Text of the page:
Popular SQL databases like MySQL, PostgreSQL and Oracle have large and interactive user bases. They actively engage in discussions and offer valuable support to fellow users.

In contrast, NoSQL is a relatively new technology. Thus, its community is less mature and established than SQL. Yet its community is growing quickly, with specialized communities for different NoSQL databases.

The availability of resources for learning NoSQL is still limited compared to SQL when considering online learning resources. However, the vendor or organization behind a specific NoSQL database often actively supports and engages with the community.

Choosing SQL: Pros & cons

Now that we understand the basics and the key differences, let’s look at the benefits and drawbacks of each database type. This will help you get a sense of which might be the right option for your specific use case.

Benefits of SQL

  • Well-established. A well-established, well-documented and widely supported query language.
  • Various database query operations. Supports a wide range of database query operations, including joining, grouping, filtering and aggregating data, enabling complex data analytics.
  • ACID property support. Help enforce the ACID properties of databases and constraints for strict data consistency and data integrity.
  • Data consistency. The schema helps promote data consistency.
  • Easy to use. Easier syntax and structure. Thus, SQL is easy to learn and use for querying and manipulating data.
  • Simple. Useful for simple aggregations and ETL jobs.

SQL drawbacks

  • Less flexible. Schema is less flexible as it supports only structured data. That means using complex data structures can be challenging in traditional SQL databases.
  • Fixed schema. SQL databases feature a fixed schema. Thus, the structure of tables and relationships must be defined beforehand — and it will be difficult to alter it later.
  • Query degradation. SQL query performance can degrade as the volume of data grows. That means you may have to use query optimization techniques to improve its performance.
  • SQL complexity. Although SQL has an easy syntax, some database operations may involve complex queries that require significant expertise and experience.
  • Debugging complexity. Debugging for errors may be difficult or time-consuming in SQL as it lacks informative error messages.
  • Limited scalability. The scalability of SQL is somewhat limited compared to NoSQL. 

Opting for NoSQL: Benefits, drawbacks

Pros of SQL

  • Flexible schema. The schema in NoSQL databases is highly flexible. Thus, there is no need for a predefined schema, allowing users to easily modify the schema as they need.
  • Various data models. Allow users to work with various data models, such as key-value pairs, documents or graphs.
  • Complex data types. NoSQL databases offer robust support for complex data types. It simplifies working with diverse and unstructured data formats commonly encountered in modern applications.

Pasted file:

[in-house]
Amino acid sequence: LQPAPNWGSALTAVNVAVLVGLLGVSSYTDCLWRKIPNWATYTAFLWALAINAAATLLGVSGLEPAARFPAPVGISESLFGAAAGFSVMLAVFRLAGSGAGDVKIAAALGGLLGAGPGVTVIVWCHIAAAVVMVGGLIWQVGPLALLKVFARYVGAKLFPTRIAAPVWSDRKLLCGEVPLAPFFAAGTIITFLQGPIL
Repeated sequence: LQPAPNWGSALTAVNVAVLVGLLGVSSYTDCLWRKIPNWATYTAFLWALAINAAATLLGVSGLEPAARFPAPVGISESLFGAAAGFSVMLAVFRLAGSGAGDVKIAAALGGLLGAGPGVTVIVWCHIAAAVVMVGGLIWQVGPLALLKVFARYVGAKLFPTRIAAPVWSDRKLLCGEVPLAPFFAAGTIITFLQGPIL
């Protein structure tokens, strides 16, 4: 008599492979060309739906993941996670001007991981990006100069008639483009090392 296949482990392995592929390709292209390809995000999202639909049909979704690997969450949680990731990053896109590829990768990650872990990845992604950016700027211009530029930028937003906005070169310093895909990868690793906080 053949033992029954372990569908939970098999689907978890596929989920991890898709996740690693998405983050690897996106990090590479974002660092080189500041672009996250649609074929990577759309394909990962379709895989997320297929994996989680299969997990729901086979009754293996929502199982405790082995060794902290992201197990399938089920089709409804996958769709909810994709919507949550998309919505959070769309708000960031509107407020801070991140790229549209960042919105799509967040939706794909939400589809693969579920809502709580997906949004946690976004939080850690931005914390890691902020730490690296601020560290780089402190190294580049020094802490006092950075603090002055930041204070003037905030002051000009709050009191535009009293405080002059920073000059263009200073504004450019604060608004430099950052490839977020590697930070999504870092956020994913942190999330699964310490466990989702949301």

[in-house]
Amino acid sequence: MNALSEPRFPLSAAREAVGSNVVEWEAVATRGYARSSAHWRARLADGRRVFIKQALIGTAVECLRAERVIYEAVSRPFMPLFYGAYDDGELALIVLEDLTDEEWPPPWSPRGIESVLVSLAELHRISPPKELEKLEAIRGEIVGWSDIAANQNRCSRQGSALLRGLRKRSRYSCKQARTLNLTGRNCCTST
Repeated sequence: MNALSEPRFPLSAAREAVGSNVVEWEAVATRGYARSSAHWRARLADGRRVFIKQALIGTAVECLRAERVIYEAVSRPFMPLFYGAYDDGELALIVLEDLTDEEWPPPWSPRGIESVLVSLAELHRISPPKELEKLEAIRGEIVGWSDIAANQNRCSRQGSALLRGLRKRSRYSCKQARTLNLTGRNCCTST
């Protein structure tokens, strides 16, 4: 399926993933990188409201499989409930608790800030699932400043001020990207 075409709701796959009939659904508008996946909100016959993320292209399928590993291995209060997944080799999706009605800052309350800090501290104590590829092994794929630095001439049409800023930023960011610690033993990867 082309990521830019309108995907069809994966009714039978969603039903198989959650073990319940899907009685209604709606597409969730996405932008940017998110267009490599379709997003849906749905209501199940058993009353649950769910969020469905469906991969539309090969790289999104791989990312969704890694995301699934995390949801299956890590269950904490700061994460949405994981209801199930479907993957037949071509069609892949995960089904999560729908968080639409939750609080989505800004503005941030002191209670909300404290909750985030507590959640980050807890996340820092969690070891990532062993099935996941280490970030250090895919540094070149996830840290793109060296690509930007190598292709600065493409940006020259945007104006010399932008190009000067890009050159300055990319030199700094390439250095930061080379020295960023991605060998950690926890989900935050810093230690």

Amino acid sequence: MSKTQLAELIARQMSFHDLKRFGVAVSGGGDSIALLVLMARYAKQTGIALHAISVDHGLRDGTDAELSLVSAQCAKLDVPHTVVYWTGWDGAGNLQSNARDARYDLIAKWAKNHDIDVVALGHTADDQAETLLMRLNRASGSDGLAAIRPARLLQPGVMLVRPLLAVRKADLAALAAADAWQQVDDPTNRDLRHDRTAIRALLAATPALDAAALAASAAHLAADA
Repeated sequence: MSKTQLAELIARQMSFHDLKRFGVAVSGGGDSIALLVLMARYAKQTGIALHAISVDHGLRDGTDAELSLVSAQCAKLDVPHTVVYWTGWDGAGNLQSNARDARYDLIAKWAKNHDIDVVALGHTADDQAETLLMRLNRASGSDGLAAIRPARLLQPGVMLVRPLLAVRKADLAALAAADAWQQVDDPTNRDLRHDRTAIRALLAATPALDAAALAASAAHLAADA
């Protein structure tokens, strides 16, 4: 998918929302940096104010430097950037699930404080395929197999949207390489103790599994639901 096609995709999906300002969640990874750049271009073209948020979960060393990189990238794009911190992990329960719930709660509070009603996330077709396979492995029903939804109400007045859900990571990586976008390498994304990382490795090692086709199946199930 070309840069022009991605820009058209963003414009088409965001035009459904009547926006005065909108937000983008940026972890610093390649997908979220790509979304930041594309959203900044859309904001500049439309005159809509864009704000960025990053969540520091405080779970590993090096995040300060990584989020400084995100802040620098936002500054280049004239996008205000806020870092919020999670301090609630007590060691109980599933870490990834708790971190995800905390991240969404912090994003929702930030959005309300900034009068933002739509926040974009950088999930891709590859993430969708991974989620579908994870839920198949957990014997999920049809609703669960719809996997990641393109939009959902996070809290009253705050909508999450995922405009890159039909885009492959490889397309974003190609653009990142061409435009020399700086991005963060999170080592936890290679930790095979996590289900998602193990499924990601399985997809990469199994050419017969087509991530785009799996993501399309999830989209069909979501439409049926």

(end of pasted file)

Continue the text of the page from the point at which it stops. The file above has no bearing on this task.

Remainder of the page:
• Speed. Provide fast and optimized queries.
  • Horizontal scaling. NoSQL databases facilitate horizontal scalability for handling large amounts of data by distributing it across multiple servers.
  • Open-source options. Several NoSQL query languages are open-source, which can significantly reduce costs.

Cons of NoSQL

  • Less mature compared to SQL, relatively less community support.
  • Different query languages. Since different NoSQL databases have different query languages, you must learn the specific language of each NoSQL database you work with. 
  • Fewer resources. NoSQL query languages may have a smaller ecosystem and fewer available tools than SQL. 
  • No data duplication. NoSQL lacks support for data duplication. Hence, such databases can be larger than SQL databases.
  • Could require multiple databases. Since specific NoSQL databases are designed to support particular use cases, it can be difficult to achieve all the required use cases using a single database.

When to use SQL vs. NoSQL

OK, so with all of these details and pros/cons, which database is right for you right now?

Applications of SQL

SQL is ideal for the following scenarios:

  • If your application has a well-defined, structured schema.
  • Applications that need complex queries, such as nested queries, joins and aggregations. 
  • For data analytics, reporting and business intelligence applications.
  • Applications that do not require higher scalability. 
  • SQL is well-suited if your application needs ACID compliance, such as financial applications, stock control applications, etc.

(Explore the data analyst role & top data analytics certifications to earn.)

Applications of NoSQL

  • On the other hand, NoSQL databases are more suitable for the following scenarios:
  • If you are dealing with unstructured or semi-structured data.
  • For applications that require frequent schema changes.
  • Applications that require high scalability and the storage and processing of a large amount of data.
  • Processing graphs or hierarchical data.
  • Processing log files and sensor data.

Summarizing SQL vs NoSQL

SQL and NoSQL are two different database technologies, each with its own set of strengths and weaknesses. SQL requires structured and tabular data and supports complex queries. On the other hand, NoSQL offers flexibility, scalability, and support for various types of data. SQL has widespread community support. Yet, community support for NoSQL is somewhat limited as it is a relatively new technology.

Likewise, there are significant differences between SQL and NoSQL as discussed in this article. So, it is crucial to understand your database requirements before choosing the appropriate technology for your project.

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Shanika Wickramasinghe is a software engineer by profession and a graduate in Information Technology. Her specialties are Web and Mobile Development. Shanika considers writing the best medium to learn and share her knowledge. She is passionate about everything she does, loves to travel and enjoys nature whenever she takes a break from her busy work schedule. She also writes for her Medium blog sometimes. You can connect with her on LinkedIn.